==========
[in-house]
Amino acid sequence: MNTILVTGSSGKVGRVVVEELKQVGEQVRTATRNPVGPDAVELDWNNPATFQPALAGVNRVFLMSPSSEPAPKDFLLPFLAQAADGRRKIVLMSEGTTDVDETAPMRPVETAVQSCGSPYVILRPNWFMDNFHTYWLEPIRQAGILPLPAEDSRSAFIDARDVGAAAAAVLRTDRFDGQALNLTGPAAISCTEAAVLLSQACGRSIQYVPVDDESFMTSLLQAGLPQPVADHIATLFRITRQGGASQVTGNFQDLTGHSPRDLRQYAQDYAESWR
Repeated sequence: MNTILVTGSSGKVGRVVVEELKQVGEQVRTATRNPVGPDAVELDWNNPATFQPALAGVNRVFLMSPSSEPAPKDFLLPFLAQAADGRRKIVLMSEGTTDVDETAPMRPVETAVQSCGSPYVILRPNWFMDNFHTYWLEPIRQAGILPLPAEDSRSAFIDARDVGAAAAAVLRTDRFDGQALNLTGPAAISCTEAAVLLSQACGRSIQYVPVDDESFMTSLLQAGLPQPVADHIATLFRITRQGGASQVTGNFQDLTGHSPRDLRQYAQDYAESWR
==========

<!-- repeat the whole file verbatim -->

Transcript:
[in-house]
Amino acid sequence: MNTILVTGSSGKVGRVVVEELKQVGEQVRTATRNPVGPDAVELDWNNPATFQPALAGVNRVFLMSPSSEPAPKDFLLPFLAQAADGRRKIVLMSEGTTDVDETAPMRPVETAVQSCGSPYVILRPNWFMDNFHTYWLEPIRQAGILPLPAEDSRSAFIDARDVGAAAAAVLRTDRFDGQALNLTGPAAISCTEAAVLLSQACGRSIQYVPVDDESFMTSLLQAGLPQPVADHIATLFRITRQGGASQVTGNFQDLTGHSPRDLRQYAQDYAESWR
Repeated sequence: MNTILVTGSSGKVGRVVVEELKQVGEQVRTATRNPVGPDAVELDWNNPATFQPALAGVNRVFLMSPSSEPAPKDFLLPFLAQAADGRRKIVLMSEGTTDVDETAPMRPVETAVQSCGSPYVILRPNWFMDNFHTYWLEPIRQAGILPLPAEDSRSAFIDARDVGAAAAAVLRTDRFDGQALNLTGPAAISCTEAAVLLSQACGRSIQYVPVDDESFMTSLLQAGLPQPVADHIATLFRITRQGGASQVTGNFQDLTGHSPRDLRQYAQDYAESWR